It's World Mental Health Day!
It has been more than 18 months since the start of the COVID-19 pandemic. In some countries, life is returning to some semblance of normality; in others, rates of transmission and hospital admissions remain high, disrupting the lives of families and communities.
The health argument
Close to one billion people have a mental disorder and anyone, anywhere, can be affected.
Depression is a leading cause of disability worldwide and is a major contributor to the overall global burden of disease. Globally, it is estimated that 5% of adults suffer from depression.
Globally, one in seven 10-19-year-olds experience a mental disorder. Half of all such disorders start by age 14 years but most are undetected and untreated.
People with severe mental disorders such as schizophrenia tend to die 10-20 years earlier than the general population.
One in every 100 deaths is by suicide. It is the fourth leading cause of death for young people aged 15-29 years.
The COVID-19 pandemic has had a considerable impact on people’s mental health.
In all countries, the pandemic has had a major impact on people’s mental health. Some groups, including health and other frontline workers, students, people living alone, and those with pre-existing mental health conditions, have been particularly affected. At the same time, a WHO survey conducted in mid-2020 clearly showed that services for mental, neurological and substance use disorders had been significantly disrupted during the pandemic.
Yet there is some cause for optimism. During the World Health Assembly in May 2021, governments from around the world recognized the need to scale up quality mental health services at all levels and endorsed WHO’s Comprehensive Mental Health Action Plan 2013-2030, including the Plan’s updated implementation options and indicators for measuring progress.
It’s time to capitalize on this renewed energy among government leaders to make quality mental health care for all a reality. World Mental Health Day presents an opportunity for government leaders, civil society organizations and many others to talk about the steps they are already taking and that they intend to take in support of this goal.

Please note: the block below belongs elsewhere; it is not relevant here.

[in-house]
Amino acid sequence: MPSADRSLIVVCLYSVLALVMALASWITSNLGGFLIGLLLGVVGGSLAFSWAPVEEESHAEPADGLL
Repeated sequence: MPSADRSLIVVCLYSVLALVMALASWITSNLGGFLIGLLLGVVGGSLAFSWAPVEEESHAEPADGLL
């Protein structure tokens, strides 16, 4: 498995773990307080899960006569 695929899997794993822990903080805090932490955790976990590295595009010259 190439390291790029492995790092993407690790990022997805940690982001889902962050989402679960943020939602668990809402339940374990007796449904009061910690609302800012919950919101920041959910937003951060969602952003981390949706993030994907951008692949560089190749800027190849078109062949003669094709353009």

World Mental Health Day is about providing an opportunity to empower people to look after their own mental health and provide support to others.
The care gap
Despite the universal nature and the magnitude of mental ill health, the gap between demand for mental health services and supply remains substantial.
Relatively few people around the world have access to quality mental health services.
The serious gaps that still exist in mental health care are a result of chronic under-investment over many decades in mental health promotion, prevention and care.
Stigma, discrimination and human rights abuses of people with mental health conditions remain widespread.
The economic cost
The lost productivity resulting from depression and anxiety, two of the most common mental disorders, costs the global economy US$ 1 trillion each year.
The investment deficit
On average, countries spend just 2% of their national health budgets on mental health. This has changed little in recent years.
Despite an increase of development assistance for mental health in recent years, it has never exceeded 1% of development assistance for health.
The good news
Some of the most common mental health conditions, depression and anxiety, can be treated with talking therapies, medication, or a combination of these.
For every US$ 1 invested in scaled-up treatment for depression and anxiety, there is a return of US$ 5.
For every US$ 1 invested in evidence-based treatment for drug dependence, there is a return of up to US$ 7 in reduced crime and criminal justice costs.
Generalist health workers can be trained to diagnose and treat mental health conditions.
Regular health checks of people with severe mental disorders can prevent premature death.
The quality of life of people living with conditions such as autism and dementia can be greatly improved when their caregivers receive appropriate training.
The rights of people living with mental health conditions can be protected and promoted through mental health legislation, policy, development of affordable, quality community-based mental health services and the involvement of people with lived experience.